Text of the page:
Fittingly, given that Rocky Balboa is a boxing game, your hands will be killing you after just a few hectic rounds. It’s not the game’s fault, though; it’s more the fact that PSP requires you to have fully elastic thumbs.
Thankfully, the controls themselves are well laid out, and make the best use of the handheld’s somewhat awkward layout; after time, they become second nature. The face buttons are for your basic punching: Square and Triangle take care of left and right direct smacks, while X and Circle take care of left and right uppercuts. Simple enough. Combine these with the nubbin - which controls your boxer’s body movement, to alter the power and angle of your punches - and hit R at the same time to dodge any unfriendly blows.
So there’s a wide-ranging set of haymakers, jabs, hooks and sucker punches at your disposal. Pushing left on the nubbin while hitting X, for instance, unleashes a mighty left hook that can practically lift an opponent clean off the canvas. Meanwhile, the dodge move fools an opponent into going for you and then leaving himself open to a sudden onslaught. The thing is, with some boxers (especially Rocky), these more powerful blows can be relied upon a little too easily to put the kibosh on a rival, and unbalance fights - especially against human-controlled opponents. There’s little fun knocking your opponent down when you haven’t really earned it.
Power Moods are activated once a succession of meaty blows has been rained down on a fighter, and make the screen go all blurry as your power is increased. It’s a simple form of focus, and can be countered by landing a heavy blow of your own.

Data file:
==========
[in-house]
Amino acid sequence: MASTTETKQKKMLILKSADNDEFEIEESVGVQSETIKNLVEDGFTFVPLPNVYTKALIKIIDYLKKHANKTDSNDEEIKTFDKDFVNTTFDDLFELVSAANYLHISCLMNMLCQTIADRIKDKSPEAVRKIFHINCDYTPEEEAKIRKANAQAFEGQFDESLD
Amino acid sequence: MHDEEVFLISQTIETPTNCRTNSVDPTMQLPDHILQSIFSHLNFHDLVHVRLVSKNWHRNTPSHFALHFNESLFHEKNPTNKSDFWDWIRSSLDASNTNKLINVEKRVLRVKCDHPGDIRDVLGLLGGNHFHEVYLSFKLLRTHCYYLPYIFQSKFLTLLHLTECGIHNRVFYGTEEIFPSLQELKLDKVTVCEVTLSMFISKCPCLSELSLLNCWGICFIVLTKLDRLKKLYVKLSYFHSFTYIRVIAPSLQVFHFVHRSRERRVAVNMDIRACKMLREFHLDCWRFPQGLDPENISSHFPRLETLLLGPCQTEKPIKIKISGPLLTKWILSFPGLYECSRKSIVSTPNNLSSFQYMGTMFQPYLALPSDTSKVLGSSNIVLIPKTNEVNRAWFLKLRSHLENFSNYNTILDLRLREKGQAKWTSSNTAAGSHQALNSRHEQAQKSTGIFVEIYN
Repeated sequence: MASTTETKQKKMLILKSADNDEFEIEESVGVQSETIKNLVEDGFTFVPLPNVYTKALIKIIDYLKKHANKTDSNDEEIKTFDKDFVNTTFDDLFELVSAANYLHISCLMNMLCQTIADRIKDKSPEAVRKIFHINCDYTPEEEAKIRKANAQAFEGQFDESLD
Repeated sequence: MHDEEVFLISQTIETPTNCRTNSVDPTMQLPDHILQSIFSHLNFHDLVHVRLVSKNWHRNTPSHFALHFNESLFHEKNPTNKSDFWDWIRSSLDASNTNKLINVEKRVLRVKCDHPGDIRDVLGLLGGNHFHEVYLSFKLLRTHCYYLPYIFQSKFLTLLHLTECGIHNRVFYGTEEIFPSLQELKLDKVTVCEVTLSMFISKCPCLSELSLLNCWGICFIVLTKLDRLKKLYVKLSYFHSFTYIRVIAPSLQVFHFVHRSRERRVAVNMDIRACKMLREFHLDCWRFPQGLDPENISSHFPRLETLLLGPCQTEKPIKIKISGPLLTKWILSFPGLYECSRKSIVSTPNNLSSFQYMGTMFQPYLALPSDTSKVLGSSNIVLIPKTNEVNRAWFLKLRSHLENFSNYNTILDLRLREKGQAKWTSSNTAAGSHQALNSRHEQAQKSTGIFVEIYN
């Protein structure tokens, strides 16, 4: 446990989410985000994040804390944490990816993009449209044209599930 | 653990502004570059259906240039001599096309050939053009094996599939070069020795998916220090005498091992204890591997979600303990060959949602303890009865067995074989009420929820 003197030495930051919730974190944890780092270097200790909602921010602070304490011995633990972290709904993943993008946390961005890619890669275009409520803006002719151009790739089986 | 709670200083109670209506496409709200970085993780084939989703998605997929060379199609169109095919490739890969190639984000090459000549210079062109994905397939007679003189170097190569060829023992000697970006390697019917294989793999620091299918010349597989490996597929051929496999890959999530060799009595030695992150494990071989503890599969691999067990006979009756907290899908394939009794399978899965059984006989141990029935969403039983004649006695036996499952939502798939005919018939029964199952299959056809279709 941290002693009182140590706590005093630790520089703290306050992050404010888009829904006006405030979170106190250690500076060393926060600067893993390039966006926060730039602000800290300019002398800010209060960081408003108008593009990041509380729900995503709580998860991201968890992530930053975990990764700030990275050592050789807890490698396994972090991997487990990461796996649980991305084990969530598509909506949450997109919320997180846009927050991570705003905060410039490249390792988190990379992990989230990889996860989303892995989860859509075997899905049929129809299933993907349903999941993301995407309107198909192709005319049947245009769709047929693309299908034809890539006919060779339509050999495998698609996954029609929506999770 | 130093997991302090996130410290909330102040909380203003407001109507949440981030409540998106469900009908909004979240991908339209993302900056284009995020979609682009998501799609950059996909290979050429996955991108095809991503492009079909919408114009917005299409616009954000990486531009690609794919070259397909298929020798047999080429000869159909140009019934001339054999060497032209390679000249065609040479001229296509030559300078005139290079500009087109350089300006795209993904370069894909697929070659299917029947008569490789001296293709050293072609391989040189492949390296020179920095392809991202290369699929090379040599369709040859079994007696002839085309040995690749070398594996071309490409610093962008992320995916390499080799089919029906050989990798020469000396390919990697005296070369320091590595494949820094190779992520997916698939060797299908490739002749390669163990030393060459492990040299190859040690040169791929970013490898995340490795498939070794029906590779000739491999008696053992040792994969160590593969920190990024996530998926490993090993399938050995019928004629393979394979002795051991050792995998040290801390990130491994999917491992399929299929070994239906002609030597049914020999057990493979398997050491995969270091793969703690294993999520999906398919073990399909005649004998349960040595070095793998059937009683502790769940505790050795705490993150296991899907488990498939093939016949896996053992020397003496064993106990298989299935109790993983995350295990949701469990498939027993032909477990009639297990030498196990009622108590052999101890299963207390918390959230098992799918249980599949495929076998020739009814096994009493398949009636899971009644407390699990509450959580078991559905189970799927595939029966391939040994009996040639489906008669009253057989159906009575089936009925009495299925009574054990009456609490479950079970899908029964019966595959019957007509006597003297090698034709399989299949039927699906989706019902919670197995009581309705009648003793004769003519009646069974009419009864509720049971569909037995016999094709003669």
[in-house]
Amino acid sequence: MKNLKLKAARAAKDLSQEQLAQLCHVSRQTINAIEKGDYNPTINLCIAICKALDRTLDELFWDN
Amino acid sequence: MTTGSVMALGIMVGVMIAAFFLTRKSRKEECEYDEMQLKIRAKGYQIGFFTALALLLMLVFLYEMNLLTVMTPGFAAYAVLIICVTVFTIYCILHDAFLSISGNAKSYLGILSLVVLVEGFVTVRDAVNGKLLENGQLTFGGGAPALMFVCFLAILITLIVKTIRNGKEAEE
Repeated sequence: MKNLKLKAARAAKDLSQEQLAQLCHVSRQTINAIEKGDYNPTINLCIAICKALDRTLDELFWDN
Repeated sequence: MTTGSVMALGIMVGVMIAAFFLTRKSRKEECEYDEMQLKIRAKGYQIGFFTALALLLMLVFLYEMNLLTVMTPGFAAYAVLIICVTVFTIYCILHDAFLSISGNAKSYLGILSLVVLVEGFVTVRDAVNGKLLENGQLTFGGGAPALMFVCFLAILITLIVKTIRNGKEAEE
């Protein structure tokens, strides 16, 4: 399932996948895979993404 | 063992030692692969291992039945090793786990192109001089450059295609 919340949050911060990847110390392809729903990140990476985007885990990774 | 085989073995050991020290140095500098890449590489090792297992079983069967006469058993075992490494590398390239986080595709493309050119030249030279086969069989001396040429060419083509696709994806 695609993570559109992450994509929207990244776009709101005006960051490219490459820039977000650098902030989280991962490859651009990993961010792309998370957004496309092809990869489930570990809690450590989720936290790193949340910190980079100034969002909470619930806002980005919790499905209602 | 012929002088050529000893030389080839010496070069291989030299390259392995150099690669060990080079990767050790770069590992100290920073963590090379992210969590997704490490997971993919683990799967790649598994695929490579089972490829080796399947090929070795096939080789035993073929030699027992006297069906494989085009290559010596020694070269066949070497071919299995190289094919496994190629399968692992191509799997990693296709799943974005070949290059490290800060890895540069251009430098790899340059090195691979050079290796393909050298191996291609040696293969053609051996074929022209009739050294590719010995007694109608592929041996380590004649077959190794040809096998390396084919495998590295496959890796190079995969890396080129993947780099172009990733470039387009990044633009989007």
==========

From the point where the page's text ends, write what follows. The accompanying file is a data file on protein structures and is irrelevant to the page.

It’s disappointing, considering the thought and care that’s gone into the mechanics of fighting, that there’s no tangible structure to this game. There’s no Career mode to speak of, which means there’s no cohesion, and no sense of progress. And with a license as strong as Rocky, the possibilities are nearly endless - think of the missed montage opportunities, for one.
The closest thing we’re given is the Fast Lane mode, which is a collection of unconnected, standalone bouts with differing conditions. Using a selection of boxers, including multiple versions of Apollo Creed, Clubber Lane and the Italian Stallion himself, you’ll be required to win by knockout, not get knocked out yourself, or indulge in some street-fighting (which isn’t street-fighting at all, but boxing in the street - a subtle distinction). While this mixes things up, with no sense of progress it’s almost pointless.
Other gameplay modes are Exhibition, an arcadey match-up of two fighters of your choice, and Historical Fight, where you relive every fight from all six Rocky movies. The latter is the best mode in the game, especially on the hardest difficulty setting, as you get to indulge in some melodramatic slugfests over 15 grueling rounds. Spit spatters everywhere, boxers’ faces swell up to twice their normal sizes… It’s the whole shebang.
Rocky Balboa is a game to dip into despite its shallow structure and the sheer pain of playing - provided you don’t expect something that’ll take you on an epic journey of the movies, you should get regular, punchy bursts of satisfaction out of it.